In this article we will see many things, typical Japanese fruits, a table of how they are said in Japanese, fruits by prefecture, exercises…everything about fruits in Japan.
LUXURY FRUITS (EXPENSIVE IN JAPAN?)
You will find that Japanese fruit is quite expensive. This is because many fruits are imported, especially fruits that are common in tropical regions such as バナナ (banana), パパイヤ (papaya), マンゴー (mango), etc.
The most popular Japanese fruit produced in Japan is the Fuji apple.
Most Fuji apples are grown in 青森県 (aomori ken – Aomori Prefecture), which produces more than 50% of the apples in Japan. Fuji apples are not only popular in Japan, but are also gaining popularity around the world.
You may have noticed in the news (if you follow Japanese news) that some pretty smart Japanese farmers found a method to grow watermelons that are square in shape. And they can be sold higher in price than normal ones.
THEN, WHY ARE FRUITS IN JAPAN SO EXPENSIVE?
The price of Japanese fruit is explained by the characteristics of its territory. Its particular orography (where mountains and coastline predominate, as you already know) allows only 15% of its surface to be cultivated, and most of this is dedicated to the cultivation of cereals and vegetables.
TYPICAL JAPANESE FRUITS AND RARE JAPANESE FRUITS
Ringo (apple) Japanese fruit
Apple. The most consumed variety in Japan is Fuji, as mentioned above.
They are sweet, crunchy and keep extremely well, according to the Japanese (it is said that they can keep for up to a year in the refrigerator).
Fuji apples are grown mainly in Aomori Prefecture, and in Hirosaki City you can visit the “Hirosaki apple park” where there are 1,300 apple trees with more than 60 varieties and visitors can participate in the picking experience.
If you want to enjoy a Japanese activity with ringo click here.
Ume (Japanese plums / apricots)
Although they are called Japanese plums, botanically they are actually a variety of apricot.
Their season is initially in early summer. Rarely eaten raw, they are usually eaten pickled (umeboshi) accompanied with white rice.
They are also used to make beverages such as umeshu. The best quality fruits come from Wakayama Prefecture. Umeboshi belongs to the basic elements of macrobiotics and is attributed with many medicinal properties.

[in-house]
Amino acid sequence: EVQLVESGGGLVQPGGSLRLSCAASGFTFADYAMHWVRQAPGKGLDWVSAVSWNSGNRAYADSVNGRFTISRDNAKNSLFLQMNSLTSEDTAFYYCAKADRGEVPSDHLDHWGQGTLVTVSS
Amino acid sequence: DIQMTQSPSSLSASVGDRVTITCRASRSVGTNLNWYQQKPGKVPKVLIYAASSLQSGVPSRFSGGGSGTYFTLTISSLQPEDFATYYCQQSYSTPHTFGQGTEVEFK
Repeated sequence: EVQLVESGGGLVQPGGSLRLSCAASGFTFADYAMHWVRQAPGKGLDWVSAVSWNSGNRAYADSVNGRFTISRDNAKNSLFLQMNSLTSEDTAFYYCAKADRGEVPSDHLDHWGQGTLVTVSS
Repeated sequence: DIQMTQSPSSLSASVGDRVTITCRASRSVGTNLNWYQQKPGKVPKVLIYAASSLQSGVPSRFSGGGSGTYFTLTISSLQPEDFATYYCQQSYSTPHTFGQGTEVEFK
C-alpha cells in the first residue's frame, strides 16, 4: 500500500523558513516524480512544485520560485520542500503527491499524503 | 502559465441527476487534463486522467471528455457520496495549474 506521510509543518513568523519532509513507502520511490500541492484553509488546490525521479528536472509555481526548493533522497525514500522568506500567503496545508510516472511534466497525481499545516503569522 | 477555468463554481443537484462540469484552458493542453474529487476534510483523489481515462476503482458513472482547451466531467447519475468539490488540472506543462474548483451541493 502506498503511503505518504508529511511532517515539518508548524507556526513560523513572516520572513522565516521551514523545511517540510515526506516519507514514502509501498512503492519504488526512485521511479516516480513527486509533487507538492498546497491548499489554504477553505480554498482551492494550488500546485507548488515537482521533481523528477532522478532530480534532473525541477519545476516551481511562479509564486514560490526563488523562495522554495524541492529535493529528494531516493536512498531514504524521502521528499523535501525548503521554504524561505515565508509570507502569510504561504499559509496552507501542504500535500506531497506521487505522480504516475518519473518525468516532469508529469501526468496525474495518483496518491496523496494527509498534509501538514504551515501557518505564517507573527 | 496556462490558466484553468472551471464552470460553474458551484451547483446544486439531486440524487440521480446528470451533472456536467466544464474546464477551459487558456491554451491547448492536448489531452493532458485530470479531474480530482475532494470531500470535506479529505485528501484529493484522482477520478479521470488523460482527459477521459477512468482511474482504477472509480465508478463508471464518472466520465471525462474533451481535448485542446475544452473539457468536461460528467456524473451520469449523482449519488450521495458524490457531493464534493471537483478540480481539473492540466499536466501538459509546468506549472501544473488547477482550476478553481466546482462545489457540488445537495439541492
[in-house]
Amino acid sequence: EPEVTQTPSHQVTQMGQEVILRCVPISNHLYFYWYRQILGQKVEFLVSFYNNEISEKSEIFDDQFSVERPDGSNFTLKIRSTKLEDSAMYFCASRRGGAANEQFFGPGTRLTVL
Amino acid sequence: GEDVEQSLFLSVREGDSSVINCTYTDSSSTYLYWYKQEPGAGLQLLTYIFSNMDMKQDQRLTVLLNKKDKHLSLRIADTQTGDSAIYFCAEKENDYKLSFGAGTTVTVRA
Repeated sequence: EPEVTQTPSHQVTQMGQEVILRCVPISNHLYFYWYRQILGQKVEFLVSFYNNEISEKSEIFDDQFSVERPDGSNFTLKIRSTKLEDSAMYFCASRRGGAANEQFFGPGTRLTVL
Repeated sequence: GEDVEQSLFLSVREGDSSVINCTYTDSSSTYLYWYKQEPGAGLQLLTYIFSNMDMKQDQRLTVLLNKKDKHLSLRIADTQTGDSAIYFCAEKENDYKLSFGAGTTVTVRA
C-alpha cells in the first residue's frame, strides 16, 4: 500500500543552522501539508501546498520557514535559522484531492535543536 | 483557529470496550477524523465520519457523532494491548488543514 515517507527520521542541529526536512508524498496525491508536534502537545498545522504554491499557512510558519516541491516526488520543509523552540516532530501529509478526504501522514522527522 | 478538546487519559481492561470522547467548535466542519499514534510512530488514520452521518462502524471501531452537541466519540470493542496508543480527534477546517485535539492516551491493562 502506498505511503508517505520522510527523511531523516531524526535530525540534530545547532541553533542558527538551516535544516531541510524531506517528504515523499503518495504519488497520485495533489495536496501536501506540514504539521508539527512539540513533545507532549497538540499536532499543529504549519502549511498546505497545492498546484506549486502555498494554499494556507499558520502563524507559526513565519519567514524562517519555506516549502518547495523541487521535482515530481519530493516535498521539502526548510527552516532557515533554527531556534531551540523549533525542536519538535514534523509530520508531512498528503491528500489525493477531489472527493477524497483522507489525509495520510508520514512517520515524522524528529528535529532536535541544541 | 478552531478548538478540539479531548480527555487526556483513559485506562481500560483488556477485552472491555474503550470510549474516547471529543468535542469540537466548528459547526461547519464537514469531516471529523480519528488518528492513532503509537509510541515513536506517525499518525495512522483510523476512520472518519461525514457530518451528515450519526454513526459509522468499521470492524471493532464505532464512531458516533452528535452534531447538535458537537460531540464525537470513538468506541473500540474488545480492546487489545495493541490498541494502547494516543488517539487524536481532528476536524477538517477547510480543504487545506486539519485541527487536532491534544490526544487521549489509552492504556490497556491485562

Usada en los FAMOSOS BENTO BOX (mira aquí todas las variedades de bento) te sorprenderá cuántas llevan fruta.
Nashi (Japanese pear) and yonashi Japanese fruit
Japanese pear. It is larger than our Spanish pears and has a round shape.
They are crunchy and their flavor is mild and very sweet. They are usually eaten without the skin but could be eaten unpeeled, with the skin.
This fruit is originally from China and began to be cultivated in Japan at the end of the Edo period. They are usually eaten on special occasions or offered as a gift. Their season starts in late summer. Western” pears are also found in Japan and are called “yonashi”.
Yuzu (Japanese fruit)
It has an acid taste, a mixture of tangerine, lemon and grapefruit. It often has a diameter between 5 cm and 10 cm. Its fragrance is strong and quite fresh.
The rind is thick and rough. Underneath it, the flesh is little or rather scarce, divided into 9 or 10 segments, but quite juicy and full of huge, cream-colored, inedible seeds. It is a major component in the preparation of many sauces, condiments and beverages, such as umeshu or yuzu koshu. It is a winter fruit.
Kaki (Japanese fruit)
It is one of the favorite autumn fruits of the Japanese. They are peeled and eaten cut, like apples or dried like figs (in this case it is called hoshigaki). The persimmon season is in autumn and winter. This fruit was brought from China and has been cultivated in Japan since the 7th century. They have a lot of fiber, Vitamin A, B and more vitamin C than lemons and oranges!
Momo (Japanese peach)
Peach. It is a very appreciated Japanese fruit. They are very huge, round, white fleshed and quite juicy. They are usually eaten peeled and cut. This fruit is grown for the luxury fruit market and also for regular consumption. Its season is in summer. They were introduced from China during the Yayoi period (300 BC to 300 AD). The main producers are in Yamanashi and Fukushima prefectures.
Sakuranbo (Japanese cherry)
Cherries. Although Japan is a cherry paradise, curiously, few of these trees bear edible fruit.
Only the Satonishiki variety produces small red cherries and has been cultivated in Japan since the 19th century. Its season is in early summer and production is concentrated in Yamagata prefecture.
Mikan (Japanese citrus)
Japanese citrus. It is a similar mixture between mandarin and orange.
Its skin is very easy to peel and has no seeds. It was introduced from China more than 400 years ago. Its season is from October to January. The largest producers of Mikan in Japan are Ehime and Wakayama prefectures.
Kinkan / kumquat (Japanese fruit)
It is a fruit that looks like a dwarf orange and is also known as kumquat.
It is eaten with skin and in one bite. Its season is from November to February.
It originated in China and currently the largest producers of kinkan in Japan are on the island of Kyushu, mainly in Miyazaki Prefecture.
Ichijiku (Japanese fruit)
Figs. They are usually eaten peeled and raw or left to dry.
The fig season starts at the end of summer. They were introduced from China around 1600.
The most abundant variety in Japan is called Masui Dauphine. It was named after Mr. Masui who started the cultivation of this variety of figs of considerable size and good flavor, in the 19th century.
Melón (Japanese fruit)
It is another of the most appreciated fruits in Japan and many desserts and sweets are made with its flavor (ice cream, sweet bread…).
The most widely consumed varieties are Musk (green flesh) and Cantaloupe (more orange flesh, although there are also varieties with whiter or yellower flesh).
They have an overpriced market but are also grown for popular use, but are still much more expensive than our melons.
Suika (Japanese fruit)
Watermelon. As in the case of melon, there is a market for luxury watermelons at very high prices and watermelons are also grown at more popular prices.